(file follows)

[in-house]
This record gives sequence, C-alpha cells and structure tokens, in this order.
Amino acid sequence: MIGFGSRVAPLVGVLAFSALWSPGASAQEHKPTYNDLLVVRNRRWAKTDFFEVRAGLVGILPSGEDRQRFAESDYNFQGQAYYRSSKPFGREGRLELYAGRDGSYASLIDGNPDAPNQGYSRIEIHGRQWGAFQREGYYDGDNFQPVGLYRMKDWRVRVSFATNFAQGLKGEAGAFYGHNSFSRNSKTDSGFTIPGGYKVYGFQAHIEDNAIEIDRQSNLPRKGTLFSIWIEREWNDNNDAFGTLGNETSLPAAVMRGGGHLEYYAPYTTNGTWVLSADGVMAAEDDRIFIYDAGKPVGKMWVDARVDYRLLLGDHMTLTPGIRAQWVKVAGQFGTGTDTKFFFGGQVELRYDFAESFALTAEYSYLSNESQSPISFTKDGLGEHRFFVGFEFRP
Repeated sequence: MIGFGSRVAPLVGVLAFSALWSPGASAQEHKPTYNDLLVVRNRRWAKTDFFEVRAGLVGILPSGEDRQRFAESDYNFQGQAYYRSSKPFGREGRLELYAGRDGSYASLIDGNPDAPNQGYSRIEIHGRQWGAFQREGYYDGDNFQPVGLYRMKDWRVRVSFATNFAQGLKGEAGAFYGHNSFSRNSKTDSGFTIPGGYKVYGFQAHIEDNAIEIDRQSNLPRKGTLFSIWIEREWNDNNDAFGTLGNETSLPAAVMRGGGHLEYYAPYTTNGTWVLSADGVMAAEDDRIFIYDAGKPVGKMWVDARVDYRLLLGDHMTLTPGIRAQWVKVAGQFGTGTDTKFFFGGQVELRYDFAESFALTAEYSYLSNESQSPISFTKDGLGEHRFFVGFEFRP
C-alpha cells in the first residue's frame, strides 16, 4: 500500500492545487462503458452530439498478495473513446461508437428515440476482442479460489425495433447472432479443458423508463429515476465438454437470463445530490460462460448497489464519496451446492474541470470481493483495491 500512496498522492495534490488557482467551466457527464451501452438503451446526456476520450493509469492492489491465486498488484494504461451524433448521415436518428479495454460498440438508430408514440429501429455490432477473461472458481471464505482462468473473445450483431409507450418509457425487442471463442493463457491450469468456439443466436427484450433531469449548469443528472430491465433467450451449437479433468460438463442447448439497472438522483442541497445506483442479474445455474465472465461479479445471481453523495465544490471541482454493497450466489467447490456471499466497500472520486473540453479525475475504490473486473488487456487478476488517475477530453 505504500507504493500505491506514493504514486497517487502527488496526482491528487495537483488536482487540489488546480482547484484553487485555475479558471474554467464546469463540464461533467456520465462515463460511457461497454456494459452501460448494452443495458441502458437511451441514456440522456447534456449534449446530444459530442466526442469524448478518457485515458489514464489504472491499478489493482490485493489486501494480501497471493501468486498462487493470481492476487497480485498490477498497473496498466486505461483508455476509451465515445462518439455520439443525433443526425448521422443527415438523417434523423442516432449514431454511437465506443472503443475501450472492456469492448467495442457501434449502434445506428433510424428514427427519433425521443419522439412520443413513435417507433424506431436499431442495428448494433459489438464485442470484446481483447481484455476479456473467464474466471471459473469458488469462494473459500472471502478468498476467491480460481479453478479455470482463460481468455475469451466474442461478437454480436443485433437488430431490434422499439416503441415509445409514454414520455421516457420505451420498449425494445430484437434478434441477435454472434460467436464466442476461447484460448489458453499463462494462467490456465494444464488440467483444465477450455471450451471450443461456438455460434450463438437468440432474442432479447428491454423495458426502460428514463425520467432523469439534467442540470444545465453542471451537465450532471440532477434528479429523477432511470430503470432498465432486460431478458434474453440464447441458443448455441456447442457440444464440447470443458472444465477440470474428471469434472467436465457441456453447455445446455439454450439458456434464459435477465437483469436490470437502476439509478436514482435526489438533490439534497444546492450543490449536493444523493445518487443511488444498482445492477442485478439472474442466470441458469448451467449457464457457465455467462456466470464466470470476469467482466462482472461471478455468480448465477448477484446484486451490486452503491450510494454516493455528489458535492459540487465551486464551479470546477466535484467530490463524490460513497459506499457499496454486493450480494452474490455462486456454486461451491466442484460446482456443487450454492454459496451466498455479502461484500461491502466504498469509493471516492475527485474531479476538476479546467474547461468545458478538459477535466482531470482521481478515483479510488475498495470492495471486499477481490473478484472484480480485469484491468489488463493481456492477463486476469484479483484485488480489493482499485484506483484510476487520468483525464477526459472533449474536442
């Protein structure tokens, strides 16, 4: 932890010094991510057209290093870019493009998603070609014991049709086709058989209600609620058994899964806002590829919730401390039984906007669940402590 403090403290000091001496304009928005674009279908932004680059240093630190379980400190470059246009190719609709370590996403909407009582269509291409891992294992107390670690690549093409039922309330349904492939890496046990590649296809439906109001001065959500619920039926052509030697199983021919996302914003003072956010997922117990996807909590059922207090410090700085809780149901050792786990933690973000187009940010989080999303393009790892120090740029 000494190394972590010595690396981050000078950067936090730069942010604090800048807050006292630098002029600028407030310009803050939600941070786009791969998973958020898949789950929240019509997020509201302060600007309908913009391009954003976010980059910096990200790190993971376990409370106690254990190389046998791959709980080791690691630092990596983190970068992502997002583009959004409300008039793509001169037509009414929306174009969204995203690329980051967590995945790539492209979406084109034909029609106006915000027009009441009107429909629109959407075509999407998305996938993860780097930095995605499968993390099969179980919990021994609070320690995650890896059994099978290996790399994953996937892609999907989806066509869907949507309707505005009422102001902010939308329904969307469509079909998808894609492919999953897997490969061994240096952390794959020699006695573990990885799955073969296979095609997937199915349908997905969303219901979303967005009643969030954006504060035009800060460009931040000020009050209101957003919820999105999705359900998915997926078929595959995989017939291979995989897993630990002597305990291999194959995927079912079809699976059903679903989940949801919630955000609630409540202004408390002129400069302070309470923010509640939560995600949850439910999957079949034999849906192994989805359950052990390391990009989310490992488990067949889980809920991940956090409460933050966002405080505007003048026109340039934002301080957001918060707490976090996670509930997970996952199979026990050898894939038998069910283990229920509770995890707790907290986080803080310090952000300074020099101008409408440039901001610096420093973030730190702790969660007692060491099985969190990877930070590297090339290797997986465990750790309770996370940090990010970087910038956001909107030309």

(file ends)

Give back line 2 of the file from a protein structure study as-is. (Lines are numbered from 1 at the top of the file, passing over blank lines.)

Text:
This record gives sequence, C-alpha cells and structure tokens, in this order.